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We Like Our HDTV. But Is HD-DVD Finally On The Ropes?

About a year ago we finally moved into HD with the purchase of a 42″ Sharp Aquos LCD-TV and a Toshiba HD-XA1 HD-DVD player. The HD-DVD player was actually acquired using Continental Airlines frequent flier miles in a program that they offer to very frequent fliers late each year. Of course, we got the HD PVR from Time-Warner as well. Given the fact that my employer manufactures HD graphics equipment it was truly a matter of putting my-money-where-my-mouth-has-been.

Sharp Aquos 42 Inch LCDTV

Sharp Aquos 42″ HD LCD. The first real 1080 set in its size class.

It’s been a year and we don’t regret the move at all. The Sharp TV still holds up well. It was the only LCD available in December 2006 featured was a true 1080p panel, although other manufacturers followed suit a few months later. The pictures are superb and the asking price for similar sets is still high enough that I don’t feel we paid an outrageous “early adopter tax.”


TivoHD: Highly recommended!

The Time-Warner (later Comcast) PVR was another matter. Compared to our beloved Tivo systems it was a complete P.O.S. The user interface was like a 1980s teletext system. We suffered through with it until early August, when my wife gave me a TivoHD for my birthday. All is right in the house again.

Tivo is soooo very much better than the cableco PVRs. I can only think that cable execs don’t use PVRs. Maybe they just don’t watch much TV?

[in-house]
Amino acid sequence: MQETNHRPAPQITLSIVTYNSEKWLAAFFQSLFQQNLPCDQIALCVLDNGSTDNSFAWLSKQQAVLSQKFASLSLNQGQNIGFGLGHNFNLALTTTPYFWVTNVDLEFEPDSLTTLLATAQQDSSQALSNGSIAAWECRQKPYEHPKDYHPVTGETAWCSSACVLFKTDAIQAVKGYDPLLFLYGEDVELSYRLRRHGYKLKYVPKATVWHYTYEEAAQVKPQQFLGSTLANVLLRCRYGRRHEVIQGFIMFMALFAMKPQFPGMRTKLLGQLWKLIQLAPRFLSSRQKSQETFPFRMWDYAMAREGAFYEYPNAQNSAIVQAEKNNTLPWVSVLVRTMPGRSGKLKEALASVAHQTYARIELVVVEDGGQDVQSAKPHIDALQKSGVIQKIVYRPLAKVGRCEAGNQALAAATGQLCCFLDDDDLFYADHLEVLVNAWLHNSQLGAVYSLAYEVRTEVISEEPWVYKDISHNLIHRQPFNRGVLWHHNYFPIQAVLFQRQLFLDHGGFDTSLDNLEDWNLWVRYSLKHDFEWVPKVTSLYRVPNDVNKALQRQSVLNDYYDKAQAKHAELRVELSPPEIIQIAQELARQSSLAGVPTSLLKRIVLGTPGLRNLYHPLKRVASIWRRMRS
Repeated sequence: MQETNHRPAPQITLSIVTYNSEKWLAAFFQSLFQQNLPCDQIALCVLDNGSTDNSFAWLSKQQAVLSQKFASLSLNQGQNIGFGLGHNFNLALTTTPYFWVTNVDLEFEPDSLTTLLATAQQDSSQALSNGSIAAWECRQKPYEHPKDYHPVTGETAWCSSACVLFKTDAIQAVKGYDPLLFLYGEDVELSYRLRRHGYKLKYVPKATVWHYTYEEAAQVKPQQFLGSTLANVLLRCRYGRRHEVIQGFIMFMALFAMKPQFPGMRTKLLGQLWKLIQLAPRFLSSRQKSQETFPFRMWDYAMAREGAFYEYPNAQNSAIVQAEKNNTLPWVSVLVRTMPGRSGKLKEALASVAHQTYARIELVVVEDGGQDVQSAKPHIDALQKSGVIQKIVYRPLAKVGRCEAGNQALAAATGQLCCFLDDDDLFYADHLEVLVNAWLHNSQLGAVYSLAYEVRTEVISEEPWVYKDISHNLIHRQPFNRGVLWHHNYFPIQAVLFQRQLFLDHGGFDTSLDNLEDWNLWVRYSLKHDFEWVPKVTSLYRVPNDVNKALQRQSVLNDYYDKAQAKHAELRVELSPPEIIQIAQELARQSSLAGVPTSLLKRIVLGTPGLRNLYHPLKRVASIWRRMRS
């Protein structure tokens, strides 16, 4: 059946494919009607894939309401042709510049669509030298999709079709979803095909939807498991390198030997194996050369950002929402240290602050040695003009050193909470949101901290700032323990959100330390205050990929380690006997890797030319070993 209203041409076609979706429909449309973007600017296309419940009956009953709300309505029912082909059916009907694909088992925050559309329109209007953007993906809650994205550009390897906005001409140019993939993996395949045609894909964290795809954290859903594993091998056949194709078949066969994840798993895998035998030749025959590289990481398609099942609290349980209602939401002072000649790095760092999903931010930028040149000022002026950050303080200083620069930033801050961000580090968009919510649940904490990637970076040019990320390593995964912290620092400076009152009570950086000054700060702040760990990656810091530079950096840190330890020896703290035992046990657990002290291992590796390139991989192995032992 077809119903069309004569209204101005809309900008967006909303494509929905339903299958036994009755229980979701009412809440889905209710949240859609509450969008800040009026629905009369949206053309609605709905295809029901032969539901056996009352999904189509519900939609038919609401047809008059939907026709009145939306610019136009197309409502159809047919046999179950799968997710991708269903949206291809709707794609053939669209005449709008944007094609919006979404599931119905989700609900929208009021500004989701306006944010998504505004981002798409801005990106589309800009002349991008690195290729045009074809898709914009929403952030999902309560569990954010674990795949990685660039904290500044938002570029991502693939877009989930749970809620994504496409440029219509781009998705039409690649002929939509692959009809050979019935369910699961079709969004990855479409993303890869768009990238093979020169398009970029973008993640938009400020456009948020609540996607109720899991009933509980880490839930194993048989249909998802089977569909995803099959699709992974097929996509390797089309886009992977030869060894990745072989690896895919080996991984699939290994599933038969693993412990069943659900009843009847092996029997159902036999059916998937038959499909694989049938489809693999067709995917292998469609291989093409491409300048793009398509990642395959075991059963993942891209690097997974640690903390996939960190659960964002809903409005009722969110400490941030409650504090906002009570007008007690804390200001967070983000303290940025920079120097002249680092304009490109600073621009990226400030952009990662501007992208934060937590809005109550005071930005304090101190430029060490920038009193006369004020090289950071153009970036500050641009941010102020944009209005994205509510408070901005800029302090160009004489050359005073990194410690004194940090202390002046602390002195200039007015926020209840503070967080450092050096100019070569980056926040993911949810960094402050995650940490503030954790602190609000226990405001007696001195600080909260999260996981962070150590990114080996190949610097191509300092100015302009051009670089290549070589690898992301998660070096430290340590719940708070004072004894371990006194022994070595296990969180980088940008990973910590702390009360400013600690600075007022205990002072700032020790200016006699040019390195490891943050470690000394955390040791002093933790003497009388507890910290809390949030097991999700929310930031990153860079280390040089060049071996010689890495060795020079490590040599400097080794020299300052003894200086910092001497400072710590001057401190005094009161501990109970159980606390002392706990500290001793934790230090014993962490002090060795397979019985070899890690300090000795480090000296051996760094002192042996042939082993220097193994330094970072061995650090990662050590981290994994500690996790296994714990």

Toshiba HD-XA1 HD-DVD Player
Toshiba HD-XA1 HD-DVD Player: Great pictures! But what about the future?

The HD-DVD player has been very interesting. We get most of our DVDs from Netflix, which supports HD-DVD really well. We occasionally run into DVDs that it just won’t play. It’s a first generation player so it’s far from perfect. But the price was right ($0) and you have to see the picture quality to believe it. It’s simply outstanding. Let’s put this into perspective against cable and broadcast sources.

  • Over the air broadcasts deliver a best case 19.2 Mb/s stream
  • Cable generally receives the signal then reprocesses it to manage bandwidth on their wire, this usually means the quality is a bit less than the same source off-air.
  • Satellite providers do the same thing. It’s called “rate shaping” and it lets them puts maximum channels in a minimum of bandwidth.
  • HD-DVD or Blu-Ray Disks deliver >25 Mb/s

Simply put, you won’t see a better image in your home. Period.

There are those who debate the merits of HD-DVD vs Blue-Ray endlessly but I can’t say I see either side of that argument. At this point the fight has gone on so long that both sides are suffering the lack of market penetration caused by the uncertainty of the format war.

It now appears that Warner Bros Studios is dropping support for HD-DVD. That leaves Toshiba and Microsoft as the two major backers of the format. There’s been a further rumor circulating that Microsoft has been paying the DreamWorks & Paramount to sustain their support for the format. As rumors go this may not be well founded, but you can read about it here.

The big CES show in Las Vegas this coming week is the venue for all the latest gadgetry, and the next front in many a war…this one included.

The DVD format war is blessed by one thing, but sides DRM schemes have been hacked with great regularity. But this makes the fight even uglier. When will technical people learn that one of the universal certainties of existence is that there is always someone smarter than you who will circumvent your finest effort every time.

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